At the outset of the Russian invasion, Ukraine’s use of crypto donations to fund its war effort drew mass attention from the global crypto industry.
At the same time, the conflict displaced the entire local crypto industry. Some firms have left, while others have relocated within Ukraine.
Now, many are returning to work, with varying success. And the nation, which recently passed a law aimed at cultivating the local crypto industry, is hoping crypto entrepreneurs will help it recover once peace is restored.
“Nothing can happen as long as the war hasn’t ended,” says Mikhail Chobanian, CEO of Ukrainian exchange Kuna.
Ukraine’s native ecosystem of crypto firms is already remarkably well developed. Besides exchanges like Kuna, major local crypto projects include NFT URL provider Unstoppable Domains, cross-chain platform Allbridge, decentralized staking service Everstake and the Near protocol.
Chobanian fled Kyiv at the start of the war. Using the exchange, he set up the wallet that the Ukrainian government took on for its fundraising. His account of doing so while a refugee captivated the Senate Banking Committee as it weighed crypto’s role in sanctions evasion in March.
Chobanian has since left Ukraine, he told The Block. In fact, the firm had already begun evacuating much of its staff back in January. The crypto industry lends itself to mobility, which means that much of that ecosystem has, like KUNA, relocated, both internationally and abroad.
Alexander Momot, a Kyivian, is the founder of Remme, a public key protocol, and Peanut, a decentralized exchange servicer. Momot told The Block that in the month before the invasion many of the firm’s executives left for the US and UK, while they moved the rest of the team to Lviv in Ukraine’s West.
“Currently we are not suffering from the economic situation because crypto, even for Ukrainian teams, is not affected by sanctions, and Russia’s part in the global economy is so small, including the crypto economy. So we can’t see any impact on our activities so far,” Momot said. “We have a special policy to avoid any decrease in salaries.”
Those firms are part of a mass migration. The UN estimates that over 6 million people have left Ukraine since the end of February. The World Bank recently calculated that the Russian invasion would cut Ukraine’s economy by 45% over the course of 2022.
While the country’s economy has long suffered from stagnation — as well as long-term population decline — its workforce is highly educated. It produces many of the best programmers and tech workers, locally termed “ITshniki,” in the world.
Ukraine’s IT service exports grew by 20% in 2020 and 36% in 2021, making it one of the most dynamic areas of the economy.
Meanwhile, the nation’s Ministry of Digital Transformation has been outwardly supportive of the local crypto industry, and has expressed high hopes that it will be able to lead the country’s economic recovery, especially if peacetime comes sooner rather than later.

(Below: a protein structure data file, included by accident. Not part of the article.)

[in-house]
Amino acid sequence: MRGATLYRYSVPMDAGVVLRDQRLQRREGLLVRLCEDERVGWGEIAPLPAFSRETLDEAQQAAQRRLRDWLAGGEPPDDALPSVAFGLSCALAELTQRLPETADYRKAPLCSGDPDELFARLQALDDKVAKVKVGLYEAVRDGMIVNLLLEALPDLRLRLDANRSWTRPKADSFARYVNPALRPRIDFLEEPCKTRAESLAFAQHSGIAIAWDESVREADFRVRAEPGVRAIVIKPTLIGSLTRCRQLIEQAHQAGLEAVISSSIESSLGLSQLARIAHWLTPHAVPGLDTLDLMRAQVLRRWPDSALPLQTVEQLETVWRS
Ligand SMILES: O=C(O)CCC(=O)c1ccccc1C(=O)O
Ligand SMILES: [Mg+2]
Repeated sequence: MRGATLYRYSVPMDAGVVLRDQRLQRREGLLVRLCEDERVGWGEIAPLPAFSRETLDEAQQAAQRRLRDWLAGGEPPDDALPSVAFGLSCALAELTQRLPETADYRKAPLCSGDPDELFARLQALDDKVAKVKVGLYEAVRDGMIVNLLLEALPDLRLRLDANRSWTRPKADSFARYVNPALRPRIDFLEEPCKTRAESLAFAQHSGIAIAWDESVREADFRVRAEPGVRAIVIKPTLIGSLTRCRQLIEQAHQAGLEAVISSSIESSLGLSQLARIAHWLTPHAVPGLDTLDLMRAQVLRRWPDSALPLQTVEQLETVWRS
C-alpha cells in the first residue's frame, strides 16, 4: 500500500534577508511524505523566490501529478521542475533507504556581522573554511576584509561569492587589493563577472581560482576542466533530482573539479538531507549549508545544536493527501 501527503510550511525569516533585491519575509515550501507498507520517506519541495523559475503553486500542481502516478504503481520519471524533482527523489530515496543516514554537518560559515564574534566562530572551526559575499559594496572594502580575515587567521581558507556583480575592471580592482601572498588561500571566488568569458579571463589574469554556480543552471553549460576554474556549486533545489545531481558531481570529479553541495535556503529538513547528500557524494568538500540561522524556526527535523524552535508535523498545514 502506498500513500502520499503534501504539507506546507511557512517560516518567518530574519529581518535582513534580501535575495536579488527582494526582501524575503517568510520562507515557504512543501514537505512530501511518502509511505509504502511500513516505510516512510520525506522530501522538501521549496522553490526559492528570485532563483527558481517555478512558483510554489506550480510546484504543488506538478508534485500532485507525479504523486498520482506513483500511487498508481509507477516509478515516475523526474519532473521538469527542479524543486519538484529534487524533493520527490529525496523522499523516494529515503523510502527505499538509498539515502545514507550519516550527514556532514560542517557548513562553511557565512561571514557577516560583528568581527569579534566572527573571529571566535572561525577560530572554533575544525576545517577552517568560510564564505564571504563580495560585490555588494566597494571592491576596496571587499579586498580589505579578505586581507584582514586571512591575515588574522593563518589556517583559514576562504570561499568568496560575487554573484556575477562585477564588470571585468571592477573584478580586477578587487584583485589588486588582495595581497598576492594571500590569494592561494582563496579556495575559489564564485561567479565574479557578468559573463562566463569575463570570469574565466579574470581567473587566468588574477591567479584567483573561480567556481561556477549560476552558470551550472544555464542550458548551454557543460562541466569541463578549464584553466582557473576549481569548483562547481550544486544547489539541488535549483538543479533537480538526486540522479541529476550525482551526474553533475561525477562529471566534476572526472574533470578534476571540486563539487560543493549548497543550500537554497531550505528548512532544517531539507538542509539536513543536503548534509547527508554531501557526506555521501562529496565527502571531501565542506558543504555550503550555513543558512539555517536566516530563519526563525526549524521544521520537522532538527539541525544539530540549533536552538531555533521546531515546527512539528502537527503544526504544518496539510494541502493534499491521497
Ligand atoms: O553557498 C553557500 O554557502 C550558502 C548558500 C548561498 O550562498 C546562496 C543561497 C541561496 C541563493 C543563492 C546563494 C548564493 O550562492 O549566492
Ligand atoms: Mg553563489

“The commitment of the Ukrainian government to crypto is very strong,” Alexander Bornyakov, deputy minister of digital transformation, told The Block. “Of course we realize the potential of crypto because this is the industry that has shown five-times growth for the past couple of years, and there’s no other industry that has been growing so fast.”
Even prior to the invasion, however, many Ukrainians in crypto chose to leave the country to set up shop. Those include leaders of crypto lender Celsius, mining operator Bitfury, and Estonia-based WhiteBIT, which bills itself as Europe’s largest crypto exchange.
Andrey Shevchenko, co-founder and CEO of decentralized exchange developer Zircon Finance, is one Ukrainian living abroad. Born and raised in Donetsk, which became a warzone back in 2014, Shevchenko’s family moved to Italy in 2005, when the country was deeply impoverished.
“I was definitely impressed by how vibrant Kiev had become”, Shevchenko recently wrote to The Block, describing the country pre-war. “It has an energy that no place in Italy has. At the same time it still has many issues in terms of infrastructure, bureaucracy and mentality that were part of the reason we left. There are things you can’t buy no matter how much money you have personally — straight roads, for one.”
In the same way that crypto’s mobility has allowed many to flee Ukraine, it also means the crypto industry can potentially set up shop again quickly. For Ukraine, this is part of the ambition behind the crypto law that President Zelensky signed in March: to attract talent as soon as possible after war ends.
And it seems possible.
“Reestablishing the rule of law and combining it with an open regulatory sandbox could do wonders for attracting crypto startups, especially those from Russia,” said Shevchenko. “The combination of those things would definitely make us consider at least partially relocating there, if nothing else for the raw IT talent in the country.”
Ultimately, however, all is contingent upon peace, which remains elusive.
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